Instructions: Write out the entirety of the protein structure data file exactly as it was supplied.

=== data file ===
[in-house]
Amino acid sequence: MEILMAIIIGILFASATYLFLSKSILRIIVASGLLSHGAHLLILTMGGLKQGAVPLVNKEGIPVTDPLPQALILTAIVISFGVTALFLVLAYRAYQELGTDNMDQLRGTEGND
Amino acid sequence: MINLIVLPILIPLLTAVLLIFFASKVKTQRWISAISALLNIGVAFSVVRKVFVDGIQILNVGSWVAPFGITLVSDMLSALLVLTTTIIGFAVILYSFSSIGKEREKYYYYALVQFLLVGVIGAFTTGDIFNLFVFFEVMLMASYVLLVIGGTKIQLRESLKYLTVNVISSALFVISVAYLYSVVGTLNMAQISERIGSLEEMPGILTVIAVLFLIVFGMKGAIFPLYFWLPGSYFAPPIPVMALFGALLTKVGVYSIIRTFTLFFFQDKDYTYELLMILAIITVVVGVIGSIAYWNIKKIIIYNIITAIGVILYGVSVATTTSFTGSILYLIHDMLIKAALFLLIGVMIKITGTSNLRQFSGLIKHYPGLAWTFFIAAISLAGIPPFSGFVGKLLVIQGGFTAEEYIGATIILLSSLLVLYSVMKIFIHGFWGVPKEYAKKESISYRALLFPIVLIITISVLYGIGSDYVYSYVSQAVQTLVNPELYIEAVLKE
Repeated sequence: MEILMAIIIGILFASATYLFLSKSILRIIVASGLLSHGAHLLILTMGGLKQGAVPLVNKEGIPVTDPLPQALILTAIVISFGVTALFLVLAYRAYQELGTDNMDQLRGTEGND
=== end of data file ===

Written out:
[in-house]
Amino acid sequence: MEILMAIIIGILFASATYLFLSKSILRIIVASGLLSHGAHLLILTMGGLKQGAVPLVNKEGIPVTDPLPQALILTAIVISFGVTALFLVLAYRAYQELGTDNMDQLRGTEGND
Amino acid sequence: MINLIVLPILIPLLTAVLLIFFASKVKTQRWISAISALLNIGVAFSVVRKVFVDGIQILNVGSWVAPFGITLVSDMLSALLVLTTTIIGFAVILYSFSSIGKEREKYYYYALVQFLLVGVIGAFTTGDIFNLFVFFEVMLMASYVLLVIGGTKIQLRESLKYLTVNVISSALFVISVAYLYSVVGTLNMAQISERIGSLEEMPGILTVIAVLFLIVFGMKGAIFPLYFWLPGSYFAPPIPVMALFGALLTKVGVYSIIRTFTLFFFQDKDYTYELLMILAIITVVVGVIGSIAYWNIKKIIIYNIITAIGVILYGVSVATTTSFTGSILYLIHDMLIKAALFLLIGVMIKITGTSNLRQFSGLIKHYPGLAWTFFIAAISLAGIPPFSGFVGKLLVIQGGFTAEEYIGATIILLSSLLVLYSVMKIFIHGFWGVPKEYAKKESISYRALLFPIVLIITISVLYGIGSDYVYSYVSQAVQTLVNPELYIEAVLKE
Repeated sequence: MEILMAIIIGILFASATYLFLSKSILRIIVASGLLSHGAHLLILTMGGLKQGAVPLVNKEGIPVTDPLPQALILTAIVISFGVTALFLVLAYRAYQELGTDNMDQLRGTEGND